Who is a service voter?
A service voter is a:
- Member of the Armed Forces – Army, Navy and Air Force.
- Member of Assam Rifles, Central Reserve Police Force, Border Security Force, Seema Sashastra Bal, Indo-Tibetan Border Police, Central Industrial Security Force, General Engineering Reserve Force, and Border Roads Organisation under Border Roads Development Board.
- Member of the armed police force of a state serving outside the state.
- People employed by the Government of India in a post outside India, like those working for Embassies and High Commissions outside India.
- Wife of a male service voter residing with them.
A person will not be considered a service voter once they leave or retire from any of the above services.
How can a service voter register to vote?
A person can register as a service voter in the electoral roll of their home constituency, i.e. where their permanent residence is located. They should:
- Fill two copies of the relevant application form depending on the category of service (Armed Forces, Armed Police, or Diplomats/Officials working in Embassies and Missions).
- Submit the application to the Record Office or Nodal Officer of the place/constituency they are applying from, along with the required documents.
What is the process of voting as a service voter?
If a person is registered as a service voter in their home constituency, i.e. constituency where their permanent residence is, and are posted elsewhere when the elections are announced, the Returning Officer of their home constituency will send them the following to cast their vote:
- A postal ballot paper with the electoral roll number and the initials ‘PB’ written on the backside of the form by the Returning Officer.
- Form 13A i.e., a declaration that the service voter has cast the vote.
- Form 13B i.e., a cover for placing the marked ballot paper.
- Form 13C i.e., a cover with the filled Form 13A and Form 13B addressed to the Returning Officer.
- Form 13D i.e., a copy of the instructions explaining how to cast the vote, along with the time and date by when the service voter should send back the ballots.
To reduce the time of sending ballot papers, the Election Commission of India has set up an Electronically Transmitted Postal Ballots (ETPB) through which the Returning Officer can send the ballot papers electronically, and service voters can download the same using a unique PIN.
Once a service voter has received their ballot papers, they can follow the steps below to cast their vote:
Put a tick mark (✓) or cross mark (x) next to the name of the preferred candidate. A service voter must not write or mark anything on the ballot paper that would reveal their identity.
- Fill Form 13A. Attest it by a notary/stipendiary magistrate, or the commanding officer of the unit, ship or establishment (for members of the armed forces).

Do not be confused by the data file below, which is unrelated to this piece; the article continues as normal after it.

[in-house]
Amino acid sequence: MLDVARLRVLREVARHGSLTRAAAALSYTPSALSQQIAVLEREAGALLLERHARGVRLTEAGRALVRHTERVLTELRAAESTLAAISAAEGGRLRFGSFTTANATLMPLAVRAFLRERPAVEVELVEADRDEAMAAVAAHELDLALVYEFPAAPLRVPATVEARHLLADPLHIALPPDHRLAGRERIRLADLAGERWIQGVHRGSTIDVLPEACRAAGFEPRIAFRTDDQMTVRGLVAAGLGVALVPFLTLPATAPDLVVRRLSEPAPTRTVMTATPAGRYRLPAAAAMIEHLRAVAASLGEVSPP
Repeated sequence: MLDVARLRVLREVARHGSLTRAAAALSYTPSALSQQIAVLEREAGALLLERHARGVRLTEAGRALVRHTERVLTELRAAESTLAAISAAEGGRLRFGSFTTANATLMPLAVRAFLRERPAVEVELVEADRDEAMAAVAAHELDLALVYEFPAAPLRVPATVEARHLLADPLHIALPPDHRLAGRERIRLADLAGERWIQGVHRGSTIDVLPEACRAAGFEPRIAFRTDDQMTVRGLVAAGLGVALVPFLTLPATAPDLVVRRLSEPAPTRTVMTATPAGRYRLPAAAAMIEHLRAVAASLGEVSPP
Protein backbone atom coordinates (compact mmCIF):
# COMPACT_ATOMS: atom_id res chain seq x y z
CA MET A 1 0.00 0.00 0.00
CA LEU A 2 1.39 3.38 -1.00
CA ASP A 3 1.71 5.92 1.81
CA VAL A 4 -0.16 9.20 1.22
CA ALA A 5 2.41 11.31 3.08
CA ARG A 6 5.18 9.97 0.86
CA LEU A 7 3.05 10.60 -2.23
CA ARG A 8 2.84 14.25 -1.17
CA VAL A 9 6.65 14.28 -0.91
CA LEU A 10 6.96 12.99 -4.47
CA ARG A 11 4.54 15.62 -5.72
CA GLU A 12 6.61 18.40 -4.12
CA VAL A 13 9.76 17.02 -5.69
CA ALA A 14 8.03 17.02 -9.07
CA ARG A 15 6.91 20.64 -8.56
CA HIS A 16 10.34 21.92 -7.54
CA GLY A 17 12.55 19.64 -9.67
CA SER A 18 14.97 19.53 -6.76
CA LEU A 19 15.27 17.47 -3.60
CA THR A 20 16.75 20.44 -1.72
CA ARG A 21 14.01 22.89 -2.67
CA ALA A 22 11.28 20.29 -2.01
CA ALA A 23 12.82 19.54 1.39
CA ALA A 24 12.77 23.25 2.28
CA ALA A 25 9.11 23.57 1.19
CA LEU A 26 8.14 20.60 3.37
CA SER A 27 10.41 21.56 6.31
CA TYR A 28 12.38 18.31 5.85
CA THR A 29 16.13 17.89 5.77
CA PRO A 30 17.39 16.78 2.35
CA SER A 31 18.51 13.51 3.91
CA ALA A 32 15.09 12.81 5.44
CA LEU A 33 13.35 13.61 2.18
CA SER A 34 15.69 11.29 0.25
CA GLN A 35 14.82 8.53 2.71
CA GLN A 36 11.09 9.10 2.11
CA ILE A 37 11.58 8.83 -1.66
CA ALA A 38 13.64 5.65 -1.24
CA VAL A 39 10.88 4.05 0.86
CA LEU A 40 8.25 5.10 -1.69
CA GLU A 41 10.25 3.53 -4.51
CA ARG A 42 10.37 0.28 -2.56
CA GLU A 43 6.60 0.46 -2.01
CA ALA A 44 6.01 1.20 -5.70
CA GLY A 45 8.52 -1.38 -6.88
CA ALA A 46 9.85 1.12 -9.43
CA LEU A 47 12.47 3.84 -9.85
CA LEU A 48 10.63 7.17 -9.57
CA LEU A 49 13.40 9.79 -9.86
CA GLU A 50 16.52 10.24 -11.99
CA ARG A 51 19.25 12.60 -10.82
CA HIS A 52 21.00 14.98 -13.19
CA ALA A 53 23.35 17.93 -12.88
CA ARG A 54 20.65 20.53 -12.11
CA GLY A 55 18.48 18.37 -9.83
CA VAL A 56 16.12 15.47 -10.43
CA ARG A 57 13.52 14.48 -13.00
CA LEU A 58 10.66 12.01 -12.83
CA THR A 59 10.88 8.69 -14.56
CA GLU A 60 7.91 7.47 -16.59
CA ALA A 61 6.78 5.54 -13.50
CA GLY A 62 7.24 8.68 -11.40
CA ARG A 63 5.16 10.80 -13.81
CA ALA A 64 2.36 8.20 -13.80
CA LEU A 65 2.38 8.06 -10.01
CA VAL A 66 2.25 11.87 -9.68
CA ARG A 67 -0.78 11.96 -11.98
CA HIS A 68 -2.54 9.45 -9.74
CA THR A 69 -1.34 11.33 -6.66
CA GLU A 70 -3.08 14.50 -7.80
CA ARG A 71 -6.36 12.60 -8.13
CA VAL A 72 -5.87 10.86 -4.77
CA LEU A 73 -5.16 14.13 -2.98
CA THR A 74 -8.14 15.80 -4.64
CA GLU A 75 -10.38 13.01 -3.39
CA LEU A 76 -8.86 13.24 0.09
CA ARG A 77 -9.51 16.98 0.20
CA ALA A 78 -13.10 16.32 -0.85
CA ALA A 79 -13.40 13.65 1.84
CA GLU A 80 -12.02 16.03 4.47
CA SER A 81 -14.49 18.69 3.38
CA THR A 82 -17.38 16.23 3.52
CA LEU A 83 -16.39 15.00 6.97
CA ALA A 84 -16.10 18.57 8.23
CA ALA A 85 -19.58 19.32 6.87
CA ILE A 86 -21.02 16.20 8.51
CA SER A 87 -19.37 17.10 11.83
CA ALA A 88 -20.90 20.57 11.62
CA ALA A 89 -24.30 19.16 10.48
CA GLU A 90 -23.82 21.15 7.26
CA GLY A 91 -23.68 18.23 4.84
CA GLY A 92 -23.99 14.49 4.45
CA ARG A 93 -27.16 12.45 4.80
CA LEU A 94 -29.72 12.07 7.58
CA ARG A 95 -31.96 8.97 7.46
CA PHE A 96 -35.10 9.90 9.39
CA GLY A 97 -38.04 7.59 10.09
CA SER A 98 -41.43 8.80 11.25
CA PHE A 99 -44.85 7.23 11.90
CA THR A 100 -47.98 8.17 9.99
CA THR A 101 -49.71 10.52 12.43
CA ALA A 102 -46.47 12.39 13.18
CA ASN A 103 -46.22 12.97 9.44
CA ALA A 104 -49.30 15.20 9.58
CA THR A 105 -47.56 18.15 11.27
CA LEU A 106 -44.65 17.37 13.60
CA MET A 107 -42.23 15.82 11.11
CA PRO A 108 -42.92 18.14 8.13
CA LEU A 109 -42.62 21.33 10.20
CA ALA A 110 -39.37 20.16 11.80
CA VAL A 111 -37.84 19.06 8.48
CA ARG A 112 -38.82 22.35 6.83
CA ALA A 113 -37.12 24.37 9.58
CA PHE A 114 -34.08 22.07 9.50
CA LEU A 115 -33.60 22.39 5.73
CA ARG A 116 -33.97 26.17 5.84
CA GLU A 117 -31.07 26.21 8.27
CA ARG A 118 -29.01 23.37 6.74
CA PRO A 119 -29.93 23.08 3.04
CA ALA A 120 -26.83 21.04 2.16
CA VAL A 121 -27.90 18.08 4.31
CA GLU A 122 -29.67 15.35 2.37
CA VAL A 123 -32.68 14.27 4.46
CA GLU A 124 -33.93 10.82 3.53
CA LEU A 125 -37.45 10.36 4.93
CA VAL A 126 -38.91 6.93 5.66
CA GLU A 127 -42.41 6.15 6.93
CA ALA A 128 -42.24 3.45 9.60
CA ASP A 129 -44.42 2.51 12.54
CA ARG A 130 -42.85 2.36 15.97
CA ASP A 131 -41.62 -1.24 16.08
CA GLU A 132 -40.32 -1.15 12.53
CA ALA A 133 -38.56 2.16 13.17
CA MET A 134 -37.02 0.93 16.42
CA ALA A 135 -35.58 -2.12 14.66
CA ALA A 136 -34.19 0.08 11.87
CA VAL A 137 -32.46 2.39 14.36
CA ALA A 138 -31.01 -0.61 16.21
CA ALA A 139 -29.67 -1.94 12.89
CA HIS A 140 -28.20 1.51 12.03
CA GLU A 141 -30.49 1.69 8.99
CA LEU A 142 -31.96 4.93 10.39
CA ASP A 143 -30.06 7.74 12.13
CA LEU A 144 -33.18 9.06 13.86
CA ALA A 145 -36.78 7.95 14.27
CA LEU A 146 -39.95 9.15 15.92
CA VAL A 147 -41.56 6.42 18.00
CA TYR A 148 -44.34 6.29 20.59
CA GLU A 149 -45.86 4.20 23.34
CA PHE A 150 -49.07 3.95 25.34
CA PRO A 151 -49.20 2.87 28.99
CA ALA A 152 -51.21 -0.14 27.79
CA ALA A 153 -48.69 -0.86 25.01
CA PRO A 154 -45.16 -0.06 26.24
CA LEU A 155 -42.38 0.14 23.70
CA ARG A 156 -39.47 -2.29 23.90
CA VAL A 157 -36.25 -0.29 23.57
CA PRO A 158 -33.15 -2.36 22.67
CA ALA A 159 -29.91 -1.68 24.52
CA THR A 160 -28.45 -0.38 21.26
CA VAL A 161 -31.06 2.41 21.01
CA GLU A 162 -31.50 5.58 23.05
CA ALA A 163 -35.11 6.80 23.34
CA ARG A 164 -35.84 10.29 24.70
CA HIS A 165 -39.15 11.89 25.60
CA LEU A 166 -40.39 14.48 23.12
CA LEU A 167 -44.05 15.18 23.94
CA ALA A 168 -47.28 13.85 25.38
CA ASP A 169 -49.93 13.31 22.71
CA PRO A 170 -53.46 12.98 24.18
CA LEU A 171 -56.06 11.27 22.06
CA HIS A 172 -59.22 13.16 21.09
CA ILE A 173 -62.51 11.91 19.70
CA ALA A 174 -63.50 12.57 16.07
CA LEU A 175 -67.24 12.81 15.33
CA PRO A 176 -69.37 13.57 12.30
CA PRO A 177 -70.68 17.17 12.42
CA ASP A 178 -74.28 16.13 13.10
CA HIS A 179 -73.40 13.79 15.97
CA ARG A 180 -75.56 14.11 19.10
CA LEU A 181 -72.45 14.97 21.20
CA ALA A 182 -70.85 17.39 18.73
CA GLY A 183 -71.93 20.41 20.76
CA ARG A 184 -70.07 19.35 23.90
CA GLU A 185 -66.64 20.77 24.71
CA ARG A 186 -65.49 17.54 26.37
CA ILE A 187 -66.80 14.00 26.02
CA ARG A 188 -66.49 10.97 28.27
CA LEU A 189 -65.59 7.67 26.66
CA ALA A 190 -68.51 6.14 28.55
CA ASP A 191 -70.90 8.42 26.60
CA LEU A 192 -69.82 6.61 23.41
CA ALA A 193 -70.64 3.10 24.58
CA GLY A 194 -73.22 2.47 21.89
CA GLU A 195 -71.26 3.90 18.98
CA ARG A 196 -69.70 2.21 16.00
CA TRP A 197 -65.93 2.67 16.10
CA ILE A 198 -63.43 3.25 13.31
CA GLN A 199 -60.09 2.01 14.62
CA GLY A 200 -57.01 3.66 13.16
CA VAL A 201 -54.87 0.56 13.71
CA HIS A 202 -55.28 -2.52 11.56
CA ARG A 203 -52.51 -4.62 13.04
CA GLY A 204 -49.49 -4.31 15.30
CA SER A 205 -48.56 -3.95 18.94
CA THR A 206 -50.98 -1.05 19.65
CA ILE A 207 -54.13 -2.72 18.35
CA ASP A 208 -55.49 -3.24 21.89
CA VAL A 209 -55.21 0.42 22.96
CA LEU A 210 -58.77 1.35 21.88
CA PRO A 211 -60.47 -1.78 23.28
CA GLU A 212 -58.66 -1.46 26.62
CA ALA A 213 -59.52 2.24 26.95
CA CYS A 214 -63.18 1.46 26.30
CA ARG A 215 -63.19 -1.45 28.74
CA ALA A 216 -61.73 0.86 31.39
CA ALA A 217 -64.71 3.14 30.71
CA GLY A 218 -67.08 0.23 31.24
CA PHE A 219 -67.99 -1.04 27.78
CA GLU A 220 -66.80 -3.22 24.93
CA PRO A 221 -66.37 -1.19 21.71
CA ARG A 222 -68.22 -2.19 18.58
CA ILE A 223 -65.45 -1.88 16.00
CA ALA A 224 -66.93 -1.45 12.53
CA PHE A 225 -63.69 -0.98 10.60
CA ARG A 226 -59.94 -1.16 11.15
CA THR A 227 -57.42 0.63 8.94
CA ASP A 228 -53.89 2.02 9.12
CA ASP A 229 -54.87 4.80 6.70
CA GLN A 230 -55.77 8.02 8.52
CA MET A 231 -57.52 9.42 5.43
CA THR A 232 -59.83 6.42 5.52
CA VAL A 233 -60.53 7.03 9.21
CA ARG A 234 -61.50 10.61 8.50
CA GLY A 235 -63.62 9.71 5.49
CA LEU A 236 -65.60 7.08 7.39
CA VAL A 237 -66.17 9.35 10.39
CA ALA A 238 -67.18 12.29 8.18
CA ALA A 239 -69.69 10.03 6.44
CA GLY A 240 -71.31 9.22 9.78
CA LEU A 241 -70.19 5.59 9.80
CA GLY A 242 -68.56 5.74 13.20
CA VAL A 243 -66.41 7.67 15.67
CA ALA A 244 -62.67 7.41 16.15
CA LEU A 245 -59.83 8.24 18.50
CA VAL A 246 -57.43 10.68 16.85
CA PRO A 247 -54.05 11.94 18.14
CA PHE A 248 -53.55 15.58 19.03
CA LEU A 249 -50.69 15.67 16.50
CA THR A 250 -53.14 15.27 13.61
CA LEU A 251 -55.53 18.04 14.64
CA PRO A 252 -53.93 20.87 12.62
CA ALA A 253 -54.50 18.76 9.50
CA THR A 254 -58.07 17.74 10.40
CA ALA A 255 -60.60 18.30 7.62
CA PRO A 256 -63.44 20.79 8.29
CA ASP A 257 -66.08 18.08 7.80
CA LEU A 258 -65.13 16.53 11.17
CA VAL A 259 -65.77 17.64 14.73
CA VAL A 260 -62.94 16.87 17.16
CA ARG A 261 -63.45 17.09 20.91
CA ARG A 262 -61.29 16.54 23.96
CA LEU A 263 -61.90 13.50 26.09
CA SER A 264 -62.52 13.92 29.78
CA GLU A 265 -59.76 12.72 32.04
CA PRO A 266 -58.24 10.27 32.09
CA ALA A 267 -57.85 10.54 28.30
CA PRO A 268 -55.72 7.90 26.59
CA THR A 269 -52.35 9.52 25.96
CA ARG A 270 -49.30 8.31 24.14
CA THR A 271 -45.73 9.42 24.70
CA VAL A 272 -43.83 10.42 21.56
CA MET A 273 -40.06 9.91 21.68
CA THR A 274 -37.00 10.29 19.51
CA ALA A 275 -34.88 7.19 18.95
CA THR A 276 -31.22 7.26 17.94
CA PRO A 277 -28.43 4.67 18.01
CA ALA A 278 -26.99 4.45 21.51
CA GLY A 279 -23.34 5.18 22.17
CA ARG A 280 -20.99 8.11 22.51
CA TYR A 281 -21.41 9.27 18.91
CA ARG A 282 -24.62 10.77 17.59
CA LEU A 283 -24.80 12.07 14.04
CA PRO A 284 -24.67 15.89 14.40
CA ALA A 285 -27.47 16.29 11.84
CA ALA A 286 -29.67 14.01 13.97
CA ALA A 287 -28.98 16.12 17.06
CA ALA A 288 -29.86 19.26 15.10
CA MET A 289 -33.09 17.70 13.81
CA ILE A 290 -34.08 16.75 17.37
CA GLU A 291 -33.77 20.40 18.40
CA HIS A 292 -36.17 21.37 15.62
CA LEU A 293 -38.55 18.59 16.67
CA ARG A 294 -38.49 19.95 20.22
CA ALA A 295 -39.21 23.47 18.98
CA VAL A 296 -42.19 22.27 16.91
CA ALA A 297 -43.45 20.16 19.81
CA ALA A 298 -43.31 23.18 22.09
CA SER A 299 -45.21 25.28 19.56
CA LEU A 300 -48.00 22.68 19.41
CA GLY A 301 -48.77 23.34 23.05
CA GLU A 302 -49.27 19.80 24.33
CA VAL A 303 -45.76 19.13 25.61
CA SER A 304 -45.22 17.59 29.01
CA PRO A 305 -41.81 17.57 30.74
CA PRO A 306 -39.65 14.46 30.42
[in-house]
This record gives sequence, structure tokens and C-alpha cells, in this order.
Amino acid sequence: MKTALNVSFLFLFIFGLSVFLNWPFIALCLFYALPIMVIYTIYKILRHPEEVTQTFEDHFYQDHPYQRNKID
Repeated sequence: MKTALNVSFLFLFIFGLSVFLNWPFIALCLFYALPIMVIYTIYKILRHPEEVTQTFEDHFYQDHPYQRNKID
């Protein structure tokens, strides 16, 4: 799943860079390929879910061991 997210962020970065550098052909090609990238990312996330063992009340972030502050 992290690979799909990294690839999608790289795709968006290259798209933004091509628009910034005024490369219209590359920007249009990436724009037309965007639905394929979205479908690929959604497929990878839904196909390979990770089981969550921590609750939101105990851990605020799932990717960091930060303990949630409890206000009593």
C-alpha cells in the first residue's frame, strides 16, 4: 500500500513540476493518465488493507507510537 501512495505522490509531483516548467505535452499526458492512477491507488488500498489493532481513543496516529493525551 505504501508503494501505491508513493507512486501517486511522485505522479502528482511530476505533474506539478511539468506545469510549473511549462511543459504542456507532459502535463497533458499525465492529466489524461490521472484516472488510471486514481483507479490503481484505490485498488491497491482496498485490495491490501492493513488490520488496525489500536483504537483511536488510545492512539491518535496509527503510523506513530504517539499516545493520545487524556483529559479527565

- Government officials serving abroad must get it attested by the diplomatic or consular representative of India at the country where they are posted.
Note down the serial number of the ballot paper on the Form 13B cover, place the marked ballot paper inside it, and seal it according to the instructions.
- Put the filled and sealed Forms 13A and 13B in the envelope provided (Form 13C), addressed to the Returning Officer. The service voter does not need to affix any postal stamps on the envelope.
- A government official casting their postal ballot can send it either by airmail or as a diplomatic package.
- Post it within the time and date mentioned. Otherwise, the vote will not be counted.
What is proxy voting for service voters?
Service voters can vote through a proxy at their home constituency if they belong to the:
- Armed Forces.
- Assam Rifles, Central Reserve Police Force, Border Security Force, Seema Sashastra Bal, Indo-Tibetan Border Police, Central Industrial Security Force, General Engineering Reserve Force, and Border Roads Organisation under Border Roads Development Board.
A service voter who chooses this option to vote will be recognised as a ‘Classified Service Voter’ (CSV).
A service voter can appoint a person living in their home constituency as their proxy if the person is:
- A citizen of India;
- Above eighteen years of age; and
- Not banned from registering as a voter on the electoral roll of that constituency.
To appoint a proxy, the service voter must fill and sign Form 13F before their commanding officer, and send it to the person they are appointing as proxy. The proxy must then sign the form in front of a notary or a First Class Magistrate, and submit it to the Returning Officer at the home constituency. If both the service voter and the proxy are at the home constituency, they can sign Form 13F together before a notary or a First Class Magistrate.
A service voter’s proxy will cast a vote on their behalf at the polling station, following the standard procedure for general voters. This vote is in addition to the one they may cast in their own name. For proxy votes, the election authorities will mark indelible ink on the middle finger of the left hand.
Once appointed, a person will remain the proxy till the service voter revokes their appointment, or till they die. To revoke the proxy, the service voter must fill Form 13G and send it to the Returning Officer. The proxy is revoked as soon as the Officer receives the form.